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Leading breakthroughs in speech recognition software at Microsoft, Google, IBM

DCS research in speech recognition is conducted by Professors Geoffrey E. Hinton (Machine Learning) and Gerald Penn (Computational Linguistics) (Bigstock photo)

Groundbreaking work on speech recognition software by the University of Toronto’s Department of Computer Science (DCS) is transforming Microsoft, Google and IBM.

At a conference in Asia recently, Microsoft’s Chief Research Officer demonstrated an almost instantaneous translation of spoken English to Chinese speech – with software that maintained the sound of the speaker’s voice. It was the latest in a series of breakthroughs in the field involving U of T faculty and students.

“A few years ago, researchers at Microsoft Research and the University of Toronto came together to develop another breakthrough in the field of speech recognition,” Rick Rashid told the crowd. “The idea that they had was to use a technology in a way patterned after the way the human brain works – it’s called deep neural networks.

“That one change, that particular breakthrough increased recognition rates by approximately thirty percent. That’s a big deal.”

The breakthrough involves better recognition by the computer of what are called phonemes – small units of sound that comprise speech – and it has led to a reduction in errors by the computer, said Rashid.

“That’s the difference between going from 20 to 25 per cent errors - or about one out of every five words - to roughly 15 per cent less errors or roughly one out of every seven or perhaps one out of every eight words,” Rashid said. “It’s still not perfect, there’s still a long way to go but I think you can see that we have already made a significant amount of progress in the recognition of speech.”

DCS research in speech recognition is conducted by Professors Geoffrey E. Hinton (Machine Learning) and Gerald Penn (Computational Linguistics), with this latest breakthrough drawing on Hinton's deep neural networks.

Graduate students Abdel-rahman Mohamed and George Dahl began collaborating in 2009, applying deep neural networks to speech recognition. (Artificial neural networks are simplified mathematical models of neural circuits in the human brain.)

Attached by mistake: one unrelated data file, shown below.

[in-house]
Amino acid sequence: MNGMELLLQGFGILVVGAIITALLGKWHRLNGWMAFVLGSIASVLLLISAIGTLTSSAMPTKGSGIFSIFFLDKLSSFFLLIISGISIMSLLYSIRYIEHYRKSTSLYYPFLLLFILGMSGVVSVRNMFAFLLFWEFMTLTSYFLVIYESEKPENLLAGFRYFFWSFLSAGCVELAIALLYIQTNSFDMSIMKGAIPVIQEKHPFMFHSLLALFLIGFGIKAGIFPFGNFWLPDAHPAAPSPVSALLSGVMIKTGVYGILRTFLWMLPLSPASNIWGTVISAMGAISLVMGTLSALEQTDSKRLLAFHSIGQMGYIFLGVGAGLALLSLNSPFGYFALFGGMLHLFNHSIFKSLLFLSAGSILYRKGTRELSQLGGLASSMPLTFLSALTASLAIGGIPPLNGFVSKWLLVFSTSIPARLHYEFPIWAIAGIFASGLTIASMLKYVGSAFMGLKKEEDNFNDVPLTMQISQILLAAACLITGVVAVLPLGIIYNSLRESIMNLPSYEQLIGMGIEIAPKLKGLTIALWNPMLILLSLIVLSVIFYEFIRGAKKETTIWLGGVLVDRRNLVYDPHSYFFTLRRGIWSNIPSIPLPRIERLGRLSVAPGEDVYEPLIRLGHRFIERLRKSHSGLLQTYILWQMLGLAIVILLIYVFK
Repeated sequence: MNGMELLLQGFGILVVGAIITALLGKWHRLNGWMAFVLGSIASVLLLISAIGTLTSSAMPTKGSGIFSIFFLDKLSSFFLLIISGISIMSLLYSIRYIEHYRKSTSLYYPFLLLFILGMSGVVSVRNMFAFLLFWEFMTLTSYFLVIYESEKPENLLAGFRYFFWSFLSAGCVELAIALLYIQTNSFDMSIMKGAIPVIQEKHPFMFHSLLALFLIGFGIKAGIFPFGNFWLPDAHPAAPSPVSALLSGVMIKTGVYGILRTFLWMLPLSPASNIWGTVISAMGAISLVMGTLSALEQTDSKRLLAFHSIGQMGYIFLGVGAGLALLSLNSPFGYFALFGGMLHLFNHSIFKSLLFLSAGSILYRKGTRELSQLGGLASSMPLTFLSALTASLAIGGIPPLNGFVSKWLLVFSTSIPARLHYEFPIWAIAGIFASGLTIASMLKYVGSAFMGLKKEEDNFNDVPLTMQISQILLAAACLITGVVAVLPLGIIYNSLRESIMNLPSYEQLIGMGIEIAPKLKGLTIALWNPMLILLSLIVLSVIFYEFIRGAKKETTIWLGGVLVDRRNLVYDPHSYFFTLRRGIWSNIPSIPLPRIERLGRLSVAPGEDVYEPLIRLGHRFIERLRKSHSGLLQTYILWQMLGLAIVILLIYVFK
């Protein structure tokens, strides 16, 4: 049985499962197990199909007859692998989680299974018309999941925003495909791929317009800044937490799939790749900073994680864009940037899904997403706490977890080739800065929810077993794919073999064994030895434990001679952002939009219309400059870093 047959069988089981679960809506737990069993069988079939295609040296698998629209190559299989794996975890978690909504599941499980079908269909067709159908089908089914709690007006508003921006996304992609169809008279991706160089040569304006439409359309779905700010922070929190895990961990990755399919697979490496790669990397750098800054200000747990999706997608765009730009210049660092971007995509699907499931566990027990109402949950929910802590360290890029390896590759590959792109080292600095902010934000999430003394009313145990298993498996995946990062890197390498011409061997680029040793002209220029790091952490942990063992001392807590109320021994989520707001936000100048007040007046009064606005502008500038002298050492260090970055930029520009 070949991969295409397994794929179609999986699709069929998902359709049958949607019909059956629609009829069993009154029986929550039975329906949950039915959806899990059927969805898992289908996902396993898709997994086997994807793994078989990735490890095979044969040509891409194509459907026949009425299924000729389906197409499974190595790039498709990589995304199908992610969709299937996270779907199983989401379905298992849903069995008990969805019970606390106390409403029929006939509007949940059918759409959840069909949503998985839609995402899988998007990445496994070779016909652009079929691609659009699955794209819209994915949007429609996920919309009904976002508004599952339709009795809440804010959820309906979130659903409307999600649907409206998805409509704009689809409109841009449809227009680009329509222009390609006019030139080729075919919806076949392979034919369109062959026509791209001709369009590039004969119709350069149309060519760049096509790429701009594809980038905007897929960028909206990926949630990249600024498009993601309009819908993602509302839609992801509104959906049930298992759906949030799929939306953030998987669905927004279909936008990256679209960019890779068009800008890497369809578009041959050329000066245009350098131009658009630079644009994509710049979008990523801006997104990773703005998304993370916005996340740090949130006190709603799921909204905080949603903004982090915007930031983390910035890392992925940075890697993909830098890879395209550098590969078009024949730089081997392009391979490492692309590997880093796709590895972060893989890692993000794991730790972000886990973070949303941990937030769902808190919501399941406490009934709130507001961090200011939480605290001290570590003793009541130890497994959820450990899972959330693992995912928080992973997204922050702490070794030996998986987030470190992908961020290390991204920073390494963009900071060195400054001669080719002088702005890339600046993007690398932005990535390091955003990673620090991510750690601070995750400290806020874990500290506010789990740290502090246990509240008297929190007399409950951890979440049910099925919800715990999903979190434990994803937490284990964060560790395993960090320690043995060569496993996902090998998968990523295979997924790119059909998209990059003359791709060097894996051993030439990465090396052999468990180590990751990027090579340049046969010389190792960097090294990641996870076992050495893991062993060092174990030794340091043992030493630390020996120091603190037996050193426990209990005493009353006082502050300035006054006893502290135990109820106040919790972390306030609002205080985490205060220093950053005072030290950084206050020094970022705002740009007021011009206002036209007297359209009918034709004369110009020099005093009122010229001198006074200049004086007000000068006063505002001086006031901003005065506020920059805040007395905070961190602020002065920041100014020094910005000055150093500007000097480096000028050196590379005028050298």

“Even before I started my PhD at U of T with Gerald Penn, I was always thinking about how I might make a breakthrough in the speech recognition field,” said Mohamed, “bringing Automatic Speech Recognition (ASR) technology closer to the end users.”

Inspired by one of Hinton’s lectures on deep neural networks, Mohamed began applying them to speech - but deep neural networks required too much computing power for conventional computers – so Hinton and Mohamed enlisted Dahl. A student in Hinton’s lab, Dahl had discovered how to train and simulate neural networks efficiently using the same high-end graphics cards which make vivid computer games feasible on personal computers.

“They applied the same method to the problem of recognizing fragments of phonemes in very short windows of speech,” said Hinton. “They got significantly better results than previous methods on a standard three-hour benchmark.”

Dahl and Mohamed presented the results of their work at a 2009 Neural Information Processing Systems (NIPS) workshop to a mixed reaction.

“Many participants in the workshop were excited about our results,” recalled Dahl, “but at the time there was a lot of healthy skeptical concern that our results might not translate into similar gains on more realistic speech recognition problems.”

Researchers at Microsoft, however, were interested enough to invite both students to internships at Microsoft Research in Redmond the following year. There, Mohamed and Dahl successfully applied their methods to larger speech tasks, involving much larger vocabularies.

Fellow CS graduate student Navdeep Jaitly also became involved in the research, and worked with Google to implement it in their system. Google now uses a deep neural network for voice search in the Android 4.1 operating system, their answer to the iPhone’s Siri conversational agent.

“I was expecting this move,” said Mohamed, “given the great results our model achieved consistently on so many benchmarks.”

Dahl continued: “It is very gratifying, particularly because there was a lot of initial resistance from the speech community to using deep neural networks for acoustic modeling.”

Today, most top speech labs are embracing the technology, including IBM, a long-time leader in speech recognition research, with whom Mohamed has also worked on this topic. Penn’s speech lab has also since developed an alternative neural network model in collaboration with York University Professor Hui Jiang and graduate student Ossama Abdel-Hamid. Abdel-Hamid has also worked on neural networks at Microsoft Research.

And the U of T researchers say the new business opportunities they’ve helped create are just the beginning. Hinton’s lab has already applied deep neural networks to several other pattern recognition problems. And Penn’s speech lab is in the process of digitizing the last 23 years of CBC NewsWorld video to develop search algorithms for large collections of speech.

Unlike Google voice search, which uses voice queries for searching web pages of text, this work uses text queries to search through speech data for related news coverage or interviews.

“This is important not just for speech researchers,” said Penn, “but for journalists, historians and anyone else who is interested in documenting the Canadian perspective on world affairs. Having all of this data around is great, but it’s of limited application if we can’t somehow navigate or search through it for topics of interest.”